P. Inman and K. Allen
The Guardian, Dec. 1st 2011, p. 1-11
High inflation, cuts and the longest period of wage stagnation on record would see the spending power of the average British family plummet over the next five years, a leading think tank warned. An Institute for Fiscal Studies analysis predicted that average incomes, adjusted for inflation, would fall by 3% in 2011 and further in 2012. The director of the IFS, Paul Johnson, said: 'In the period 2009-10 to 2012-13, real median household incomes will drop by a whopping 7.4% - a record matched only by the falls seen between 1974 and 1977.' The think tank warned that families with children would be worse off in 2016 than they were 14 years earlier as they coped with more than a decade of austerity.
The Guardian, Dec. 16th 2011, p. 18
David Cameron faced questions over whether he had found enough Whitehall cash to effectively help the 120,000 problem families said to cost nearly £8bn in state support. Cameron announced £448m of funding and said he hoped a further £675m would be advanced by local councils over the next three years. The cash from Whitehall was designed to fund caseworkers to help tackle deep-seated problems faced by 'chaotic families', and co-ordinate the often overlapping work of local agencies. Local councils would not receive the £448m cash until they could show Louise Casey - the new 'troubled families tsar' - that their interventions had cut truancy, antisocial behaviour or addiction. The scheme would formally be voluntary, but if a family refused to co-operate, councils already had the powers to evict tenants, take children into care or issue antisocial behaviour orders. The proposals were largely built on ideas introduced by Tony Blair and then expanded by Gordon Brown. Cameron claimed in his speech that Labour's approach had failed, but the research he published on the effectiveness of family intervention projects derived from ideas developed by Casey and ministers during the Labour years
(See also the Independent, Dec. 16th 2011, p. 35)
Critical Policy Studies, vol.5, 2011, p. 247-263
This article presents findings from an ethnographic study of policy implementation and features data in the form of artefacts. It begins by giving brief details of the ethnographic study of Sure Start implementation that generated the data. After outlining the shifting policy context, it presents five artefacts and discusses their significance using the postmodern concepts of hyper-visibility, governmentality and performativity to analyse the data. The article demonstrates how, despite the rhetoric of evidence-based policy and practice, the meanings of policy are open to interpretation. The artefacts brand, materialise, reify and attempt to discursively govern a range of somewhat abstract or paradoxical policy ideas in the course of implementing welfare reform. They symbolise the commodification of public services, the fluid nature of policy, the uneven course of reform and the challenges of policy implementation.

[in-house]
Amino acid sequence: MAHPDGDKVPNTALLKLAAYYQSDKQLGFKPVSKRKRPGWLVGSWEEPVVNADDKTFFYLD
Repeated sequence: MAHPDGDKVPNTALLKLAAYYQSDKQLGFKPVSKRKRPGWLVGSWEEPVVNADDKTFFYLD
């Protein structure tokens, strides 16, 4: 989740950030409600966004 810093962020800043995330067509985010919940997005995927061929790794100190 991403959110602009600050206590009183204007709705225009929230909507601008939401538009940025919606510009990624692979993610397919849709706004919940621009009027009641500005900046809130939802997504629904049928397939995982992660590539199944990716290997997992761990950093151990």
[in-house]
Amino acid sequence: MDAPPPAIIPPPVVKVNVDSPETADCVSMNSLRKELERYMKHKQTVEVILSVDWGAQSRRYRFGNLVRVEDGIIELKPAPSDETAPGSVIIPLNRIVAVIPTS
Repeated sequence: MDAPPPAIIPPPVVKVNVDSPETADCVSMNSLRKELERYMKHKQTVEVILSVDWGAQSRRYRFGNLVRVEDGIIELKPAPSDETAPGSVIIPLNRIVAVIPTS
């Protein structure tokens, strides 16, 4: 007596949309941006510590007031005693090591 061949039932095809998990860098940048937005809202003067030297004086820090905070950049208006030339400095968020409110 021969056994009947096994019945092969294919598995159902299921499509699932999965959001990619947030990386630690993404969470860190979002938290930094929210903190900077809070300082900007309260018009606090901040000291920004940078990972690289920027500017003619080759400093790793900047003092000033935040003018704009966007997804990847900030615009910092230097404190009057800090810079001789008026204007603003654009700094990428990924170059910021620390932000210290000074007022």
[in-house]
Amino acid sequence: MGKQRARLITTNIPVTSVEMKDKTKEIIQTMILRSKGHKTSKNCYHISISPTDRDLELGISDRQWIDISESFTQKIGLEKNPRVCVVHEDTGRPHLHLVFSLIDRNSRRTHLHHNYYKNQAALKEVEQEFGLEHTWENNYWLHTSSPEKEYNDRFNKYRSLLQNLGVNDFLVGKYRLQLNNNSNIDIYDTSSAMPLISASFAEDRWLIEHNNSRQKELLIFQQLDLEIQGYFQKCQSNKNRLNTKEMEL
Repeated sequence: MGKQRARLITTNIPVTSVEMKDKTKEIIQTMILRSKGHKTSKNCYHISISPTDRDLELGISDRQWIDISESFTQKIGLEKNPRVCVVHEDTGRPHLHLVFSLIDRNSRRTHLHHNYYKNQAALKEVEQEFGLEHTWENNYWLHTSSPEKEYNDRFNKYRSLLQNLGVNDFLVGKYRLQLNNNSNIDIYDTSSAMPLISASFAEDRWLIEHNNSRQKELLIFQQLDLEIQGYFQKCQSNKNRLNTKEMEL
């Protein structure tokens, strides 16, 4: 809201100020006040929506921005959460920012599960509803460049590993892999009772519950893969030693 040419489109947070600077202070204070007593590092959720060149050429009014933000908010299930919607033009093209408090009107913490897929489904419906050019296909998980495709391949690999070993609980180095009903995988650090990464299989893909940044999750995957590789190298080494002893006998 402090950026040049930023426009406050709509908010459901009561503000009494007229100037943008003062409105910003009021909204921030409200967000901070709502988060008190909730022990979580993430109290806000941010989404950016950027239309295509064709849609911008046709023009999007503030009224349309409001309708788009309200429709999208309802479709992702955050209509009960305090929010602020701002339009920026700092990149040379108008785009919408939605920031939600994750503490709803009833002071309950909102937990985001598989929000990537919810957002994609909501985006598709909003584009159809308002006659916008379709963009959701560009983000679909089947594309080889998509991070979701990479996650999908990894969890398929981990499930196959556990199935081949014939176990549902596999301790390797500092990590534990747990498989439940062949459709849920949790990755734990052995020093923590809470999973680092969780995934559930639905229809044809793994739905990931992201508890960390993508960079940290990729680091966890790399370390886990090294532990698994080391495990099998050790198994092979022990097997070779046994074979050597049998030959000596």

R. Joseph and K. Rowlingson (guest editors)
Social Policy and Society, vol. 11, 2012, p. 67-142
This themed section examines household finances in the context of the 2007 banking crisis which triggered the biggest global economic downturn since the Great Depression of the 1930s. The coalition government elected in the UK in May 2010, through its emergency budget aimed at reducing the deficit in the public finances, precipitated the biggest cuts in public sector funding in living memory. Rising unemployment and the increasing cost of living put an even greater strain on household finances. These events have created new risks for households in the management of assets such as pensions, savings and housing, and also in respect of borrowing and debt. Contributors address a number of fundamental questions about the role of housing assets, savings and debt during a period of high risk and uncertainty. Questioning the respective roles of the state, the market, the third sector and the individual/family provides linking themes across the articles.
Public Finance, Dec. 2011, p. 28-33
In a sharply deteriorating fiscal climate, the government is proposing more choice, decentralisation and accountability in public services, at local neighbourhood and individual level. A presumption is to be made in favour of a range of providers and against local state monopolies. Ministers have also undertaken to promote voluntarism, mutuals and social enterprises. This roundtable of experts discussed whether or not this agenda could succeed in a period of local authority budget cuts, the risks involved, and the extent of public buy-in.
Daily Telegraph, Dec. 16th 2011, p. 14
The Prime Minister announced an initiative to be run by local councils to tackle 120,000 problem families. A network of trouble shooters would co-ordinate action by social services, police, teachers and job centre staff to help chaotic families reform. Money taken from Whitehall budgets would be spent on preventing school truancy, cutting crime and anti-social behaviour, and helping parents find paid work. Councils would be paid by results and would be expected to find 60% of funding for the initiative themselves.
M.-A. Stephenson and J. Harrison
Political Quarterly, vol. 82, 2011, p. 645-650
The UK coalition government announced plans for far reaching public spending cuts in its emergency budget in 2010. Since then there has been considerable discussion about the disproportionate impact these cuts are likely to have on women. This article examines a recent report on the gender impact of the cuts in one medium-sized city, Coventry, in the context of this widespread national concern. The report provides a blueprint for the kind of analysis that should be carried out all over the country to ensure that the impact of spending cuts on women is better understood and acted upon.